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COVID-19 Does Impact Security

One of the biggest topics I have been asked to speak on in Webinars, Podcasts and other similar events has been the impact of COVID-19 on security. When asked, most CISO’s will launch into impacts upon technology, technology resources, and figuring out how to secure the endpoint that now sits in an employee’s home. All of these are legitimate topics. You can read some of my comments on that in this article I sat for, How the Covid-19 pandemic has changed the data center business (Judge/Alley 2020).

One of the topics that I always address is the human factor that COVID plays on security. I address this topic because it is a real factor and is something that most CISO’s don’t discuss and therefore gets some response and attention when it is discussed. And of course, having an engaging topic that is unexpected is the point of public speaking. No one wants to sit there and listen to the same story and material over and over again.

So what about this human factor and security? What is it and why do I care as a CISO? According to many sources, Varonis being only one (Click here), “Insider Threats” account for somewhere between 60% and 75% of all data breaches. Let that sink in a moment and let me put it a different way to help it sink in. A vast majority of CISO’s discuss threats from Advanced Persistent Threats (APT’s), script kiddy hackers, and other nefarious units. However, the statistics show that most of the breaches, up to 75% occur because of known people, behind your known walls, doing known tasks often in an abnormal manner. That leaves 25% of breaches that occur as a result of outside forces. To be even more clear, CISO’s frequently talk up, talk about, and defend against 25% of their threat surface and ignore 75% of it.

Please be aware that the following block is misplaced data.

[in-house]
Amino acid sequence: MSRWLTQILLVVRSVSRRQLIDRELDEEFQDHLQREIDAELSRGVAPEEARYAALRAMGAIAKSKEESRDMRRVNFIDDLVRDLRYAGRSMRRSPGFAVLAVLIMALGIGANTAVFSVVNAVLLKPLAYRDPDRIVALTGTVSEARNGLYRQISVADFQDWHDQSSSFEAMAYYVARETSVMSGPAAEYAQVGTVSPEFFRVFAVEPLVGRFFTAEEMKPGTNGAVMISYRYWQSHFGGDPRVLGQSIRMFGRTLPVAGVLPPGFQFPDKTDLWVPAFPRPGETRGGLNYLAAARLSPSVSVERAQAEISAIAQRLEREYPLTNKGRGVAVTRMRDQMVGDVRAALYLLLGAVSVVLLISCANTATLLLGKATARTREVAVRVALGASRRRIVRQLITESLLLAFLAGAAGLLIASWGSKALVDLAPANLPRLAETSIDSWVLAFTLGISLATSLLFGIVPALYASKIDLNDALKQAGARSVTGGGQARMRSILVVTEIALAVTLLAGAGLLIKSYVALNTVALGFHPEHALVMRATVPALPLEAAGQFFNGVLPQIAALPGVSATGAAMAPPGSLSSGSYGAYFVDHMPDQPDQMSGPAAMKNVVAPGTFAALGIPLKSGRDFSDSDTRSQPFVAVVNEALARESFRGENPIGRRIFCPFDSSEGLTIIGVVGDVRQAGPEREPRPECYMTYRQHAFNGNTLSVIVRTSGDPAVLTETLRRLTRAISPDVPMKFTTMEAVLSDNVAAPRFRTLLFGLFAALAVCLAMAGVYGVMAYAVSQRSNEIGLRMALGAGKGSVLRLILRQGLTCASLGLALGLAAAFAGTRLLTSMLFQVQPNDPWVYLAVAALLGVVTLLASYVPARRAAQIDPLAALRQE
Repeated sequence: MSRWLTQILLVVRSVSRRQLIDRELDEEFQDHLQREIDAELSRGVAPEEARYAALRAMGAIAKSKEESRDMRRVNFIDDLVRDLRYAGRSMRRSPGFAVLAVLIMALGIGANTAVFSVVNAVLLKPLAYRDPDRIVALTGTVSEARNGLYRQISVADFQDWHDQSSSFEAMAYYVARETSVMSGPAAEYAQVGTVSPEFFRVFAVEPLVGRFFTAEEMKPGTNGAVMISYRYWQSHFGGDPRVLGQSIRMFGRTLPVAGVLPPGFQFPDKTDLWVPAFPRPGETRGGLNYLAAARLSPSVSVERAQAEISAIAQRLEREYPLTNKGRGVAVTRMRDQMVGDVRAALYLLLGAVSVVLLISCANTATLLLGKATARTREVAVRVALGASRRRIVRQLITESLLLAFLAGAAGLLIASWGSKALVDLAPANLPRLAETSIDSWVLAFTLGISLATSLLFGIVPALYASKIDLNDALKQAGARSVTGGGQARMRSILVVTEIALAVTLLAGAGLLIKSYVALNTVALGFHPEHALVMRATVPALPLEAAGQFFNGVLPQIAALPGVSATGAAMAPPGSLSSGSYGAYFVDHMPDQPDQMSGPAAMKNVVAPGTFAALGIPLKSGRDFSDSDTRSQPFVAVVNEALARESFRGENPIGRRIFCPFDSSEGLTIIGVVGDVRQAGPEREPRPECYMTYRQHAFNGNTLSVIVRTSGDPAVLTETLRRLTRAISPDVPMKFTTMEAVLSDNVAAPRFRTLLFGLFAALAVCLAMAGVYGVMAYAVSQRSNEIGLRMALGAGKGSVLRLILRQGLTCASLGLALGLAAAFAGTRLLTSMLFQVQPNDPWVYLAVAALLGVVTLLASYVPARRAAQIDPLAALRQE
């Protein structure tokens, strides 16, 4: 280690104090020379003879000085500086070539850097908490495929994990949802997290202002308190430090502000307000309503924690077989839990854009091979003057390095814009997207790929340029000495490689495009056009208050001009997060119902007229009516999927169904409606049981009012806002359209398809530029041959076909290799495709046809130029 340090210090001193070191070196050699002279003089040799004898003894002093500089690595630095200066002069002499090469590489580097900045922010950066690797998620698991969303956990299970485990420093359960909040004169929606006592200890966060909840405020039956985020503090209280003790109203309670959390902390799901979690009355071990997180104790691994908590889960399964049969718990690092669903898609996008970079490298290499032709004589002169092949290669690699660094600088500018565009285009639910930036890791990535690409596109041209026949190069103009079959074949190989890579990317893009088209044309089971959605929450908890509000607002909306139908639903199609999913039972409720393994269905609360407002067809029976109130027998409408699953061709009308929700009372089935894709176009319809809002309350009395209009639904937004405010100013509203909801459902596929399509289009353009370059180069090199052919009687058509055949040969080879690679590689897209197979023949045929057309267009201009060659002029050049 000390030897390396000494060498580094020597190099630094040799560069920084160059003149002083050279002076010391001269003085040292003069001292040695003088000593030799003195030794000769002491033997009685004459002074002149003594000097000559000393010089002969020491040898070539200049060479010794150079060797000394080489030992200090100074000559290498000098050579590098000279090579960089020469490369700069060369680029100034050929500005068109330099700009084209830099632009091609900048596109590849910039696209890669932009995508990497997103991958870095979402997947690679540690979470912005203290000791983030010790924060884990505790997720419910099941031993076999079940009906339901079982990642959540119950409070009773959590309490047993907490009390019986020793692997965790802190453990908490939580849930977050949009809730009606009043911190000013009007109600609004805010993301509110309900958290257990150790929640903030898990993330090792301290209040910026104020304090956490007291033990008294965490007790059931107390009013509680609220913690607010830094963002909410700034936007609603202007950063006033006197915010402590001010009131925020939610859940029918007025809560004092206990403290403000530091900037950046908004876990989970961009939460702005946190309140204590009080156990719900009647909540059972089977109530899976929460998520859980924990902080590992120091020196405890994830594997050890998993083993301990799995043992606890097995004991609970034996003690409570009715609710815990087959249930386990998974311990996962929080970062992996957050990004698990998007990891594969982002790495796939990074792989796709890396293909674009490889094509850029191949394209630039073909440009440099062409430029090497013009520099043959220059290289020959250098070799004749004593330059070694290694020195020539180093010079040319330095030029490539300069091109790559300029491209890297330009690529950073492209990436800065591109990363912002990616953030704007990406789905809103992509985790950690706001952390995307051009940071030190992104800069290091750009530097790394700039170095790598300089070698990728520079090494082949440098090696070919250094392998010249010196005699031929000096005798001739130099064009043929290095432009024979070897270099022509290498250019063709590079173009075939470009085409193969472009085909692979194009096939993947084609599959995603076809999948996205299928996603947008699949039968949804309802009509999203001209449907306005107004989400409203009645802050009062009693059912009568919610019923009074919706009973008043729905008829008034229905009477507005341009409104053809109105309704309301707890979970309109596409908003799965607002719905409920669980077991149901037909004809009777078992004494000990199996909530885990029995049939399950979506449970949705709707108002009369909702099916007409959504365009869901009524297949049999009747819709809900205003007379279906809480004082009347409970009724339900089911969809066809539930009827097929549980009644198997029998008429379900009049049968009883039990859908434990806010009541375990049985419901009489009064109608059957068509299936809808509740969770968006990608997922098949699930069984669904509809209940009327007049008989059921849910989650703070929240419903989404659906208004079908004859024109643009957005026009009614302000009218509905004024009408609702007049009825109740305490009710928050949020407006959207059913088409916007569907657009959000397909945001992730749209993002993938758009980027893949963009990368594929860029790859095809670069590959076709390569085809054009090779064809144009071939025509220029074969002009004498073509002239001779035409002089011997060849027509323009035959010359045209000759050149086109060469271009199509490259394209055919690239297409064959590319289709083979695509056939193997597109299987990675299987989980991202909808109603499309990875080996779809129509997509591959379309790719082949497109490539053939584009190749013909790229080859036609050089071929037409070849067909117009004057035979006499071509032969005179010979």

Why would a bunch of smart people only talk about and teach about a threat that is real in 25%-40% of the cases and not talk about the flipped number? One, because we are trained that the bad guy or situation is “out there” not “in here.” Two, because talking about that space outside of our control allows us to gain tools, staff, and frankly glamour through a fear factor when we defend the environment and can show it. The third is because we are bits and bytes, ones, and zeros machines in most cases and focused on revenue and statistical numbers, not the human side.

Then that begs the question, why do we NOT talk about the insider threat? That has numeric reasons too. One, we are not trained psychiatrists, psychologists, counselors or pastors. The work that those individuals do is “feeling” work, not technical work. It is not part of a technologist’s DNA to address the feelings and emotional matters of humans. Second, we believe that the people aspect is often supposed to be left to managers or HR. Third, because we have been trained that to suspect someone inside of nefarious activity is unbecoming or accusatory and offensive. And finally, number four, there is a myth that it can be a lawsuit waiting to happen.